With apologies to Tolstoy, many unhappy teams are, in fact, alike. A survey of 146 growth companies conducted by Build this summer found that misalignment is not random. Patterns do exist, often coalescing around five pressure points that company leaders cited time and again.
Our finding that executives often disagree about strategic goals is reinforced by related research conducted by Inc. Navigator, a team-alignment diagnostic and tracking tool for CEOs, which over the past five years has surveyed executives at roughly 600 emerging growth companies. Asked to list their companies' top three priorities, executive team members were in sync at just 2 percent of companies. There was even less consensus, if that's possible, when executives were asked about their company's value proposition, according to Inc. Navigator CEO Brent Sapp.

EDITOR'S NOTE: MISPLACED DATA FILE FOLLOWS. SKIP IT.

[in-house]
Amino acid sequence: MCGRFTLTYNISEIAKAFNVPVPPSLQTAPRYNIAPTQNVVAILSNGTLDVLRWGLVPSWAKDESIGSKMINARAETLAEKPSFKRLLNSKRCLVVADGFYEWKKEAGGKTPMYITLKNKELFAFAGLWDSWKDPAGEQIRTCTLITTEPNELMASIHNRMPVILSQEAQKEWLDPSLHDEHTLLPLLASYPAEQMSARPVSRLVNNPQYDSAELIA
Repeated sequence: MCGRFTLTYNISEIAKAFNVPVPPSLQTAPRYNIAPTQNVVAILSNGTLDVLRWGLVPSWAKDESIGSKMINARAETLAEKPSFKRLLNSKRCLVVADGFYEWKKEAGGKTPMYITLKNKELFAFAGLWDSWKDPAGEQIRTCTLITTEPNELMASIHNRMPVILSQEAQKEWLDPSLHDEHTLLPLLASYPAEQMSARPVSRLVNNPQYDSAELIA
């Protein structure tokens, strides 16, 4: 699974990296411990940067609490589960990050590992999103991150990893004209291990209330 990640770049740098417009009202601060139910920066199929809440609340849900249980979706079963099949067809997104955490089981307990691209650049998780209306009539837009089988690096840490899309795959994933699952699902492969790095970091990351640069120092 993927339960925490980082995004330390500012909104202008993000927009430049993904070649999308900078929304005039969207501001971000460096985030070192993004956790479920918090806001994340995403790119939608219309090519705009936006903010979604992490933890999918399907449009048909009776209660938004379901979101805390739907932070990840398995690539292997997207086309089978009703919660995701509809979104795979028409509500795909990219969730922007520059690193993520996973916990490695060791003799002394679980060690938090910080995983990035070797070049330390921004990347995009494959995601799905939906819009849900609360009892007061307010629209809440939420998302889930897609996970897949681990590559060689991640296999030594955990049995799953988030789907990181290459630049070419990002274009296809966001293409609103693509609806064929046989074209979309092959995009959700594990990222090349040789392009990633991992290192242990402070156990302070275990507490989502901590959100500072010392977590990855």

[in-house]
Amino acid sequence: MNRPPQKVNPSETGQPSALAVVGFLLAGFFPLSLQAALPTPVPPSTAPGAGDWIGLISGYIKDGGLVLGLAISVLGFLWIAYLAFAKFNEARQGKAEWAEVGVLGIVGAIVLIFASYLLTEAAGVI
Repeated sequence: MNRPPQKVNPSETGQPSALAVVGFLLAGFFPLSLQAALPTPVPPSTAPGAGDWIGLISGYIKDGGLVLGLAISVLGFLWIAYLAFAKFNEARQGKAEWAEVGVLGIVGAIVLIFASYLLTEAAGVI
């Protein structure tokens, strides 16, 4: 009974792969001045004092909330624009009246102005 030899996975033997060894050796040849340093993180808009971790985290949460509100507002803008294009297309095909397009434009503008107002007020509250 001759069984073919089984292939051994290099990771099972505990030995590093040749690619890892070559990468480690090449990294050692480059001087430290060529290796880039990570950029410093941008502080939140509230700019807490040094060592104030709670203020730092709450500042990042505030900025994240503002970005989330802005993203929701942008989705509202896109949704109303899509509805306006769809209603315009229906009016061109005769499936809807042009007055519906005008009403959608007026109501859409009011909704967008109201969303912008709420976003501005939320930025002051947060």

"Leadership consistency is a second-stage challenge that impacts nearly all companies as they move through the no-man's-land from startup to the middle market," Sapp says. In other words, your top team is almost certainly out of whack. Even worse, you are probably in denial about it: 64 percent of Build survey respondents predicted that their executive team's strategic priorities would match up nearly perfectly.
The importance of transparency is clear (75 percent called it critical), but growth has a curious way of clouding your team's collective view. The organizations that survive, Sapp says, are those that block out the noise and focus clearly on what customers hire their company to do.